Chicago Bears-Tennessee Titans Week 9 Preview: Who Has the Advantage?
Chicago Bears-Tennessee Titans Week 9 Preview
In Week 9 of the 2012 NFL season, the Chicago Bears will take their five-game winning streak to Nashville to face off against the Tennessee Titans. The Bears (6-1) are one of the hottest teams in the league and are looking to keep their flame burning, while the Titans (3-5) hope to steal Chicago’s fire and start a winning streak of their own.
Tennessee was on the verge of a three-game winning streak last week, only to come up short in a 19-13 overtime loss to the Indianapolis Colts. The Titans have a rash of injuries to overcome at some very important positions, and will find it challenging when facing a highly talented Bears teams this week.
The past two weeks, Chicago’s defense has carried the team while their offense, who has yet to find their identity, has struggled with consistency. Pass protection has still puzzled the Bears’ offensive line, and one of the top-ranked running games in the league has been abandoned at times. The Bears’ playmaking ability on special teams has also been taken out of the equation by their opponents.
On paper, this battle looks to be in the favor of the Bears, but the fact that Chicago will be on the road, and seeing how close their last two victories were, Tennessee just might have a fighting chance to pull out an upset.
Position by position I’ve given a breakdown and reasons for why I think which team has the advantage. Most of my reasoning may be obvious, while one may catch you by surprise.
Titans second-year quarterback Jake Locker will more than likely sit out another week with a shoulder injury, which means that veteran Matt Hasselbeck will start his fifth game of the season. Hasselbeck’s counterpart, Jay Cutler, hasn’t impressed most with his overall play this season. Cutler has thrown nine touchdowns and eight interceptions so far, and has completed 58.1 percent of this passes. As average as those numbers may seem, Cutler has showed up when it matters most. This season, Chicago’s starting quarterback is the most efficient passer in the fourth quarter, proving that last week during the Bears’ game-winning drive versus the Carolina Panthers.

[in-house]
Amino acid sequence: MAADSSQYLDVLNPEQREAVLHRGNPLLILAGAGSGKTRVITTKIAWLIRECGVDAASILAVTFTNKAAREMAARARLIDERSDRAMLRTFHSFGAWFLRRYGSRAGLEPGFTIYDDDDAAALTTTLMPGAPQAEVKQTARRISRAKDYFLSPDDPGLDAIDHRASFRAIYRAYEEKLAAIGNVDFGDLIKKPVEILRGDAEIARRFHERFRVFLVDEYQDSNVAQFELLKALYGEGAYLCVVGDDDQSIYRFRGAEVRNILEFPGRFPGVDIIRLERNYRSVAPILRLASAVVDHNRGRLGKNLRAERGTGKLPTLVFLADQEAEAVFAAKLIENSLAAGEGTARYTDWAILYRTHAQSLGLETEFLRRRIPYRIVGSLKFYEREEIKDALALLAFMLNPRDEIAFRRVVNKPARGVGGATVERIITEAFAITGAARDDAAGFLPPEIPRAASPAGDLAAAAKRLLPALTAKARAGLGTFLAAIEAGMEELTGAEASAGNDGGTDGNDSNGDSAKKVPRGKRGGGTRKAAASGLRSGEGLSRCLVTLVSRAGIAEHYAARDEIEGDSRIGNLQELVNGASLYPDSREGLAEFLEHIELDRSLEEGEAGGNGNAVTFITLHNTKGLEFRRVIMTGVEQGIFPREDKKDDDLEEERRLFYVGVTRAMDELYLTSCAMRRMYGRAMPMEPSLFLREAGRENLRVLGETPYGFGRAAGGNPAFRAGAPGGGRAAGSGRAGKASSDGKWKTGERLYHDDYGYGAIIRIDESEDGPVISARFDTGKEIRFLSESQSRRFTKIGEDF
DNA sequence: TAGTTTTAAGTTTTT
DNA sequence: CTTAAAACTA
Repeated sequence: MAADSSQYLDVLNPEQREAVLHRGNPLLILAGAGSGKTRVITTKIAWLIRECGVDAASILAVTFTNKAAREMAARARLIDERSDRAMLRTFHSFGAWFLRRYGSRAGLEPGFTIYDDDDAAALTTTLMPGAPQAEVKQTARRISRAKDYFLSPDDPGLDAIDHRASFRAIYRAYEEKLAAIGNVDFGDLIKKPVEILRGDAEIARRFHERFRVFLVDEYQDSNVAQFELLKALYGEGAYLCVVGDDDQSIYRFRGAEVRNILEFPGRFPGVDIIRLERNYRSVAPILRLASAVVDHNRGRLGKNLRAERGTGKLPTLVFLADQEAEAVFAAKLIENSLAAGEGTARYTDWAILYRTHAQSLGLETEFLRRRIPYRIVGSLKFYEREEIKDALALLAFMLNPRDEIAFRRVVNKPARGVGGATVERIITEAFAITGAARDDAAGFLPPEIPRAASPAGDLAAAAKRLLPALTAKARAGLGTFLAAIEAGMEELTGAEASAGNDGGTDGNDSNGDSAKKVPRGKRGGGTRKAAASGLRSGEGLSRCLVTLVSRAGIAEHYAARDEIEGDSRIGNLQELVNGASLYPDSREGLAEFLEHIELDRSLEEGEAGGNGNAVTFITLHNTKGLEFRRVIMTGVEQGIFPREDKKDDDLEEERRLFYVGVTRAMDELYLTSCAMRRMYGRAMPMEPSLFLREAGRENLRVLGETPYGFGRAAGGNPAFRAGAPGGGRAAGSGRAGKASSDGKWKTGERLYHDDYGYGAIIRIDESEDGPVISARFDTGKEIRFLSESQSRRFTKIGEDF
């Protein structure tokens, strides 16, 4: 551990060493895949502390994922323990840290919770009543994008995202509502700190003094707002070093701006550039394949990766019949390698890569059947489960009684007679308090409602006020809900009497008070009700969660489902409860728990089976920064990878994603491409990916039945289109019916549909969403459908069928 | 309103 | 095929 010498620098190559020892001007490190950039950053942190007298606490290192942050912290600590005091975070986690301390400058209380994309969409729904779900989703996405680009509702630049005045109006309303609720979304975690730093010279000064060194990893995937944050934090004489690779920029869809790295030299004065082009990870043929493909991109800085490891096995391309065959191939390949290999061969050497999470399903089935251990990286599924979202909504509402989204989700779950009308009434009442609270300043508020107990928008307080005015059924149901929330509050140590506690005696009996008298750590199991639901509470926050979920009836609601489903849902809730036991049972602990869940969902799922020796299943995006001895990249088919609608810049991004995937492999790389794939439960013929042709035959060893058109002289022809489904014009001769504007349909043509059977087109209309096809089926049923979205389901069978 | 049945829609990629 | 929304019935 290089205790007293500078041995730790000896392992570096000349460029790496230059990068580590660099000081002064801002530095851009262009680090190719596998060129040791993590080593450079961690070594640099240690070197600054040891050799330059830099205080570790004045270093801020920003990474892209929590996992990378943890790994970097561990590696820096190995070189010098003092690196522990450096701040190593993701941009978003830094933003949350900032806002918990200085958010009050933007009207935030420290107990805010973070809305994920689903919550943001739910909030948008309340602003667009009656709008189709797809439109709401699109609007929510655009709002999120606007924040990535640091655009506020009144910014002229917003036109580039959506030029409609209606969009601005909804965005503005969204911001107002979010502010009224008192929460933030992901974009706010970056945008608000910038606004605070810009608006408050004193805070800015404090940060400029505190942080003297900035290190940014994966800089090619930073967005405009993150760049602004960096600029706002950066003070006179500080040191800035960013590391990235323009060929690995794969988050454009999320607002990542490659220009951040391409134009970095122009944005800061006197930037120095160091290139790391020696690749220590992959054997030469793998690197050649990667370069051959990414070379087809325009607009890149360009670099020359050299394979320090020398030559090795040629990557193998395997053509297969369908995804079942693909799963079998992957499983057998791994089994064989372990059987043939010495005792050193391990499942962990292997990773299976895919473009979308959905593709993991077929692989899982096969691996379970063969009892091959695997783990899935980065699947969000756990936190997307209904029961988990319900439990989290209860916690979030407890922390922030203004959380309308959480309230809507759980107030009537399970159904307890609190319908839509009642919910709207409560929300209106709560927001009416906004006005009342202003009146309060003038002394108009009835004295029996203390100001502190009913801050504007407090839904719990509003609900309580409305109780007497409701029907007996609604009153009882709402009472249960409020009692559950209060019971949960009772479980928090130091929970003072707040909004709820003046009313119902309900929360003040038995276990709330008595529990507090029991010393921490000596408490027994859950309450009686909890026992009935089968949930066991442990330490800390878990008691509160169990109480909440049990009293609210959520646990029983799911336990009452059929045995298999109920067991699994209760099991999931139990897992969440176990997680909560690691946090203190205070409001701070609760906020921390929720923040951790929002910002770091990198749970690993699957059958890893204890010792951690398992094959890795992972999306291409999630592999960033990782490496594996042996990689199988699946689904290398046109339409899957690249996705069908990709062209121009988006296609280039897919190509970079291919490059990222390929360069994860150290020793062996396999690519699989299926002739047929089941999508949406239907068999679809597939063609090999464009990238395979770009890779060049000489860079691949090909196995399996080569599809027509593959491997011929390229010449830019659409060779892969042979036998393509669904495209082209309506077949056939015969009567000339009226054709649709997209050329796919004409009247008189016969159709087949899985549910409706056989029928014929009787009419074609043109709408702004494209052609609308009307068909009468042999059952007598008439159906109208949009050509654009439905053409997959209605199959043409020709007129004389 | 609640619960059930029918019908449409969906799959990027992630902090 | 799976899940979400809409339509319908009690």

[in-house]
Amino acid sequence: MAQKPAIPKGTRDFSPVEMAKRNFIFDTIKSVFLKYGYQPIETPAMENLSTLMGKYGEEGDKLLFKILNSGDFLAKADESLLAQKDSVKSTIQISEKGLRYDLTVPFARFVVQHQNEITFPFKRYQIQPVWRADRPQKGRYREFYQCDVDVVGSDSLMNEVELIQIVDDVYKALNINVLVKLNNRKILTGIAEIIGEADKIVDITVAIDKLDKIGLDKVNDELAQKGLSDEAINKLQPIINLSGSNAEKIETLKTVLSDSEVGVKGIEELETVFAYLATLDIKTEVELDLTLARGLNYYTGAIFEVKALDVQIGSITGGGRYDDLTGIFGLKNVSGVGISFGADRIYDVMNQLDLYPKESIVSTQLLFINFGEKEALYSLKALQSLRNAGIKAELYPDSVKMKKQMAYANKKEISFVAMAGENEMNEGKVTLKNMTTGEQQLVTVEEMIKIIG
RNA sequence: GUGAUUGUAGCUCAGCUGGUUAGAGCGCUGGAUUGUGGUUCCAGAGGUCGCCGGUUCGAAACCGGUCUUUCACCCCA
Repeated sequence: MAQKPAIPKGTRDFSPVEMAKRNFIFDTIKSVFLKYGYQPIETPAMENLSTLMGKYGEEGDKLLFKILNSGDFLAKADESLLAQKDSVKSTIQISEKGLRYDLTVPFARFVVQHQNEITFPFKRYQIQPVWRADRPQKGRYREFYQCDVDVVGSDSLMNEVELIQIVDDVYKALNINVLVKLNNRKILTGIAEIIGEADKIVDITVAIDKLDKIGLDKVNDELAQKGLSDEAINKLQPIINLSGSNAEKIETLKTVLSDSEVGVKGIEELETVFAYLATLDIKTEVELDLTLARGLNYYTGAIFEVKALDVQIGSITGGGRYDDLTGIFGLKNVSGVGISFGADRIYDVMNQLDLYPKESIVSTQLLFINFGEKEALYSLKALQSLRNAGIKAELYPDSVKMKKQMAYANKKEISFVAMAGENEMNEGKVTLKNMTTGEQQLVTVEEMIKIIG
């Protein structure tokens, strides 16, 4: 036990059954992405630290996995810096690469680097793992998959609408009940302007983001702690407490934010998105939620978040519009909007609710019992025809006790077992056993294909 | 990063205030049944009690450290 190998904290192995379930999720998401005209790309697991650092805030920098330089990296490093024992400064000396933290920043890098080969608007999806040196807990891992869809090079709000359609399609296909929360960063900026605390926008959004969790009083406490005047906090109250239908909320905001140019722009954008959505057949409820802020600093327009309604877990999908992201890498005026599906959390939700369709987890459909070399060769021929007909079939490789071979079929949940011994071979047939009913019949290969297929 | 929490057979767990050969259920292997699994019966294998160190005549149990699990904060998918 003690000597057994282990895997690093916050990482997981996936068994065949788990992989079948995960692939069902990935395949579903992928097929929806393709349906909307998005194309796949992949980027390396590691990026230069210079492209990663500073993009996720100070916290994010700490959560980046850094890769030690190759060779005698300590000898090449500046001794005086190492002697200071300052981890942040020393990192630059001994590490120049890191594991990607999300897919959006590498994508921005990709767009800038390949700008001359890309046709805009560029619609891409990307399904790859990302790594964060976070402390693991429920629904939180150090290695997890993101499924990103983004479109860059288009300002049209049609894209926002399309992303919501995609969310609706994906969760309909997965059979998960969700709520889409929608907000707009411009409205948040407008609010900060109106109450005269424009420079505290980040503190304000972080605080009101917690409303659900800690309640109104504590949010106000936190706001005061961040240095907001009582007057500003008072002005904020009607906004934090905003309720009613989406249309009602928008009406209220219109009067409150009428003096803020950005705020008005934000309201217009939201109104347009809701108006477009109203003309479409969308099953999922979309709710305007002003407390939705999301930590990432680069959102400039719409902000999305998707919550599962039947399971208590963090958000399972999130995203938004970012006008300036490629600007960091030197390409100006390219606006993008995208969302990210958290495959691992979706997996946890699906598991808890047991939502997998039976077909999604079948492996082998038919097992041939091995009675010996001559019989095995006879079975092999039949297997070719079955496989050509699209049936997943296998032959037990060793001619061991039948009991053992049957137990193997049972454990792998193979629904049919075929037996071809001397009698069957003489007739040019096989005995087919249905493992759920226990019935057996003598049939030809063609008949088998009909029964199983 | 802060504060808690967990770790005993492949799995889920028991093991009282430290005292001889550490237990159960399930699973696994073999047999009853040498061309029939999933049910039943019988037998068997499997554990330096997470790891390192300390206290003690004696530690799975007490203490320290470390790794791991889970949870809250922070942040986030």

Tennessee’s running back Chris Johnson is looking like the player that the NFL is use to seeing. Johnson is the league’s eighth leading rusher with 595 yards. As great as that sounds, there is a downside for the Titans. As a team, Tennessee is 25th in the NFL in rushing, and their second-leading rusher is quarterback Jake Locker with just 67 yards. Chicago, on the other hand, is ninth in rushing with an average of 124.0 yards per game. Bears running back Matt Forte hasn’t been given many opportunities as of late to rack up rushing yards, but has proven to be productive when given the ball. Forte and fellow running back Michael Bush are the reason why Chicago has the ninth-best rushing attack in the league.
Wide Receivers/Tight Ends
It’s been a long time since Chicago has had a wide receiver with 100 catches and 1,000 yards in a single season. Bears receiver Brandon Marshall is not only on pace to be the first since 2001 to do so, but his is on pace to break the Bears’ single-season record for receptions and receiving yardage. Marshall is currently fourth in the NFL in receiving with 675 yards and sixth in receptions with 50. Tennessee’s Nate Washington leads the Titans with 443 yards and three touchdowns. Jared Cook is ninth among all tight ends in the league with 373 yards. Rookie receiver Kendall Wright has played like a veteran catching 19 balls for 183 yards and a touchdown on third downs this season (most in the NFL). The high dependency of Marshall in the Bears’ passing game may come to haunt them eventually. After Marshall’s 50 catches, the player with the second-most catches for Chicago is Forte with 18.